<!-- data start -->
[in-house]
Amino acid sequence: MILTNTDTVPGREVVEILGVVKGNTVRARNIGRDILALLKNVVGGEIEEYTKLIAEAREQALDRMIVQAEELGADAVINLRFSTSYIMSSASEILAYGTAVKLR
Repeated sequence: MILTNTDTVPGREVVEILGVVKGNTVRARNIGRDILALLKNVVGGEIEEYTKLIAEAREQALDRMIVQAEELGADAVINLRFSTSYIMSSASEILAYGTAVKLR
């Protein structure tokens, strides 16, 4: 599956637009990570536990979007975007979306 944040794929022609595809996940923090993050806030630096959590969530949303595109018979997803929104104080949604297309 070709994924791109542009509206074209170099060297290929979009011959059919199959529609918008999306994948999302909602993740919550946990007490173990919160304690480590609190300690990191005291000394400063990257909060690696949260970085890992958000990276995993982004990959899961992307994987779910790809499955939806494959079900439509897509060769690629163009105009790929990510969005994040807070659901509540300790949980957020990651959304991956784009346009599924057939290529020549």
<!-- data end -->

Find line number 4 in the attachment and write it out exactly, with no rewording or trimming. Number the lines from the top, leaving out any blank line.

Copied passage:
């Protein structure tokens, strides 16, 4: 599956637009990570536990979007975007979306 944040794929022609595809996940923090993050806030630096959590969530949303595109018979997803929104104080949604297309 070709994924791109542009509206074209170099060297290929979009011959059919199959529609918008999306994948999302909602993740919550946990007490173990919160304690480590609190300690990191005291000394400063990257909060690696949260970085890992958000990276995993982004990959899961992307994987779910790809499955939806494959079900439509897509060769690629163009105009790929990510969005994040807070659901509540300790949980957020990651959304991956784009346009599924057939290529020549």